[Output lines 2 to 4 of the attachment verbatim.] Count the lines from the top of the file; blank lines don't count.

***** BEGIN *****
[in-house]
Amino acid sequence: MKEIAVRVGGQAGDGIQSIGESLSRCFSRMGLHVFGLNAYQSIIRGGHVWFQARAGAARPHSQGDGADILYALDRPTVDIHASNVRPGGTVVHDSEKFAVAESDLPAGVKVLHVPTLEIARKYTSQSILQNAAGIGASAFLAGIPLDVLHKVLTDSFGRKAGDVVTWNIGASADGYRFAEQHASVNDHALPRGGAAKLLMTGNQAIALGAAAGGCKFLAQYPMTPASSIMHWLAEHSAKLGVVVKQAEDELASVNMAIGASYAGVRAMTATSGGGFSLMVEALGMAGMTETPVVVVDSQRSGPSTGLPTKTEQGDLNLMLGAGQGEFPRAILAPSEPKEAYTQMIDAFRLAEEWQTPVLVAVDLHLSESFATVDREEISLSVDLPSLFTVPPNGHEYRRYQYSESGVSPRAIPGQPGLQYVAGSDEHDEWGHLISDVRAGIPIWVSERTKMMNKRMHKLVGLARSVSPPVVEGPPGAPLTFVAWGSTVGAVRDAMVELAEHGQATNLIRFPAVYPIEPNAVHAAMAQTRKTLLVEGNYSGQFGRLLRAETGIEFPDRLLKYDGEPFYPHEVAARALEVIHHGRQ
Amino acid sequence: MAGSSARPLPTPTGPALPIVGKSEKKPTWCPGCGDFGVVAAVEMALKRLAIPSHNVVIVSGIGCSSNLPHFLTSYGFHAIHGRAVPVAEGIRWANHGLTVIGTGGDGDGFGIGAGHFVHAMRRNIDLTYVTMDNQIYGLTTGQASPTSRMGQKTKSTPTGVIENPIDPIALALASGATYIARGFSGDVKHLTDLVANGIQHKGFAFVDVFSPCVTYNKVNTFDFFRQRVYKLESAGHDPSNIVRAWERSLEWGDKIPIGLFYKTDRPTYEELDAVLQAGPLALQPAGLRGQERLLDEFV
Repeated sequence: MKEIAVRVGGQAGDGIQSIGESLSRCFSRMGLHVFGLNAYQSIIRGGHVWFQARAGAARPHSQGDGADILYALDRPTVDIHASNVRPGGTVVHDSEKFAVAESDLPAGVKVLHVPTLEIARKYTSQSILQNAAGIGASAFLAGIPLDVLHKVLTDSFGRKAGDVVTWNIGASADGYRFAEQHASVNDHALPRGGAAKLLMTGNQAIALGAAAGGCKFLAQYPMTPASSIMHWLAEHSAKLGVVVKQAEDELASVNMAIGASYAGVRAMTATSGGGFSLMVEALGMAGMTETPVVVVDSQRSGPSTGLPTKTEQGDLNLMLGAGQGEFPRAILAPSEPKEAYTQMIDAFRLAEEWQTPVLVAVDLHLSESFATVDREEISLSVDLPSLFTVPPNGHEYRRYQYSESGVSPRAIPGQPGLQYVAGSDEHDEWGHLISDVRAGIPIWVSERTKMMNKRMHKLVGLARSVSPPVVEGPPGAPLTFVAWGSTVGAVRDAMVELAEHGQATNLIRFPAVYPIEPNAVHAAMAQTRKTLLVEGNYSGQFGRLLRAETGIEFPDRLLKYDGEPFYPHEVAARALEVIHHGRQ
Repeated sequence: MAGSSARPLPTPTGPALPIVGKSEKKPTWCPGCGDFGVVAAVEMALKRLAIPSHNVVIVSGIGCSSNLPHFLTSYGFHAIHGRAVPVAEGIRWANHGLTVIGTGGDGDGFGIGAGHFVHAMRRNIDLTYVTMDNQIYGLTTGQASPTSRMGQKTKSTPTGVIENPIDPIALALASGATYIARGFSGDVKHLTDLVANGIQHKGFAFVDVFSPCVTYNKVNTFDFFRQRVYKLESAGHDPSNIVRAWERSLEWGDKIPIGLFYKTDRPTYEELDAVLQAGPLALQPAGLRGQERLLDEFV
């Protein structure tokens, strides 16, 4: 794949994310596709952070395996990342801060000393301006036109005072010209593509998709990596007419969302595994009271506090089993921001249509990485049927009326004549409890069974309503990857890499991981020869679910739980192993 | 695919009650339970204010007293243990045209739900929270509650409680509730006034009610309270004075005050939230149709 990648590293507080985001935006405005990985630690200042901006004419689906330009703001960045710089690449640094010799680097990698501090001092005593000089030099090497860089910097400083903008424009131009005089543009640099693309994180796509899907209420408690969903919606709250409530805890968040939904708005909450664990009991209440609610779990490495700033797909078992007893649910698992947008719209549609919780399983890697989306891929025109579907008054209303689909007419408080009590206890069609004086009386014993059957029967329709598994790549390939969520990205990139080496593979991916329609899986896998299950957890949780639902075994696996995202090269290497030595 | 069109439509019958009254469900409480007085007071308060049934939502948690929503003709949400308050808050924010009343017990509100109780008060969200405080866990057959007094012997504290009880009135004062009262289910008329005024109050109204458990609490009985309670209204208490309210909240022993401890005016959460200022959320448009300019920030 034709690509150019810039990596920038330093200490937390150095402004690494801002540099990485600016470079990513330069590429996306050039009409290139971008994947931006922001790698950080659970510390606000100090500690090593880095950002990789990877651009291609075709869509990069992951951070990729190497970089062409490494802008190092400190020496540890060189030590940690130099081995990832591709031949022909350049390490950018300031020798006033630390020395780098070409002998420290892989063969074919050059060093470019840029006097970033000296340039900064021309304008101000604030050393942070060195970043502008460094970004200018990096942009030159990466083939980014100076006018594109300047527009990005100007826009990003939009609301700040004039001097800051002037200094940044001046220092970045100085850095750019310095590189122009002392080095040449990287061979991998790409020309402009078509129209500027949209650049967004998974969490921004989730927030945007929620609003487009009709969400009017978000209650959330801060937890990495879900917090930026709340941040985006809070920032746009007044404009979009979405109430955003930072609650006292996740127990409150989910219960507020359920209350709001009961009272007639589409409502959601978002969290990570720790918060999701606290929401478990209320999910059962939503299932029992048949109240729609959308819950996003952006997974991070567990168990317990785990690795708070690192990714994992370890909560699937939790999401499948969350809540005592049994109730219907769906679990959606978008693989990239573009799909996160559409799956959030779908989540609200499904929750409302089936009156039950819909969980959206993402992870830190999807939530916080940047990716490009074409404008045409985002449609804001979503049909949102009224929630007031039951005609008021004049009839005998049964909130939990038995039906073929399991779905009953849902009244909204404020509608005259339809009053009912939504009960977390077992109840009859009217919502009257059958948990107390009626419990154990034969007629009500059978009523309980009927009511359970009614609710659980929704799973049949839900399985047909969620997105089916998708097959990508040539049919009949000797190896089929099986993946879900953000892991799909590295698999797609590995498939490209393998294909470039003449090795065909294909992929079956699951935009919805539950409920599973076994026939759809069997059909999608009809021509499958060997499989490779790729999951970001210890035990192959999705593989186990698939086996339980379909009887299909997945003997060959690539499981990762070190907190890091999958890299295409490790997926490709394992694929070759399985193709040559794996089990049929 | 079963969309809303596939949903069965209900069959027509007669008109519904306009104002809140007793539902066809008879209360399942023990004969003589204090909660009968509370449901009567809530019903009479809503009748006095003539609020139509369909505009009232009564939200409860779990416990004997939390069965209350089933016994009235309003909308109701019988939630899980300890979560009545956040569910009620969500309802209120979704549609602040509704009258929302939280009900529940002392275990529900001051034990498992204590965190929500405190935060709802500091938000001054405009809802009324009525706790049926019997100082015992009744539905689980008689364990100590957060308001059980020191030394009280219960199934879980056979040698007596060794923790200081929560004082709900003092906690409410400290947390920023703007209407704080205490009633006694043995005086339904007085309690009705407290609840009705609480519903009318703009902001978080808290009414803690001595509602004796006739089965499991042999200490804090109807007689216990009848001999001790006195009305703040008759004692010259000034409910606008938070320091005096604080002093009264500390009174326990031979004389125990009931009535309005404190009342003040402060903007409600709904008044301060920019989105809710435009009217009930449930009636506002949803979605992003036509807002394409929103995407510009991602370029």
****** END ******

Amino acid sequence: MKEIAVRVGGQAGDGIQSIGESLSRCFSRMGLHVFGLNAYQSIIRGGHVWFQARAGAARPHSQGDGADILYALDRPTVDIHASNVRPGGTVVHDSEKFAVAESDLPAGVKVLHVPTLEIARKYTSQSILQNAAGIGASAFLAGIPLDVLHKVLTDSFGRKAGDVVTWNIGASADGYRFAEQHASVNDHALPRGGAAKLLMTGNQAIALGAAAGGCKFLAQYPMTPASSIMHWLAEHSAKLGVVVKQAEDELASVNMAIGASYAGVRAMTATSGGGFSLMVEALGMAGMTETPVVVVDSQRSGPSTGLPTKTEQGDLNLMLGAGQGEFPRAILAPSEPKEAYTQMIDAFRLAEEWQTPVLVAVDLHLSESFATVDREEISLSVDLPSLFTVPPNGHEYRRYQYSESGVSPRAIPGQPGLQYVAGSDEHDEWGHLISDVRAGIPIWVSERTKMMNKRMHKLVGLARSVSPPVVEGPPGAPLTFVAWGSTVGAVRDAMVELAEHGQATNLIRFPAVYPIEPNAVHAAMAQTRKTLLVEGNYSGQFGRLLRAETGIEFPDRLLKYDGEPFYPHEVAARALEVIHHGRQ
Amino acid sequence: MAGSSARPLPTPTGPALPIVGKSEKKPTWCPGCGDFGVVAAVEMALKRLAIPSHNVVIVSGIGCSSNLPHFLTSYGFHAIHGRAVPVAEGIRWANHGLTVIGTGGDGDGFGIGAGHFVHAMRRNIDLTYVTMDNQIYGLTTGQASPTSRMGQKTKSTPTGVIENPIDPIALALASGATYIARGFSGDVKHLTDLVANGIQHKGFAFVDVFSPCVTYNKVNTFDFFRQRVYKLESAGHDPSNIVRAWERSLEWGDKIPIGLFYKTDRPTYEELDAVLQAGPLALQPAGLRGQERLLDEFV
Repeated sequence: MKEIAVRVGGQAGDGIQSIGESLSRCFSRMGLHVFGLNAYQSIIRGGHVWFQARAGAARPHSQGDGADILYALDRPTVDIHASNVRPGGTVVHDSEKFAVAESDLPAGVKVLHVPTLEIARKYTSQSILQNAAGIGASAFLAGIPLDVLHKVLTDSFGRKAGDVVTWNIGASADGYRFAEQHASVNDHALPRGGAAKLLMTGNQAIALGAAAGGCKFLAQYPMTPASSIMHWLAEHSAKLGVVVKQAEDELASVNMAIGASYAGVRAMTATSGGGFSLMVEALGMAGMTETPVVVVDSQRSGPSTGLPTKTEQGDLNLMLGAGQGEFPRAILAPSEPKEAYTQMIDAFRLAEEWQTPVLVAVDLHLSESFATVDREEISLSVDLPSLFTVPPNGHEYRRYQYSESGVSPRAIPGQPGLQYVAGSDEHDEWGHLISDVRAGIPIWVSERTKMMNKRMHKLVGLARSVSPPVVEGPPGAPLTFVAWGSTVGAVRDAMVELAEHGQATNLIRFPAVYPIEPNAVHAAMAQTRKTLLVEGNYSGQFGRLLRAETGIEFPDRLLKYDGEPFYPHEVAARALEVIHHGRQ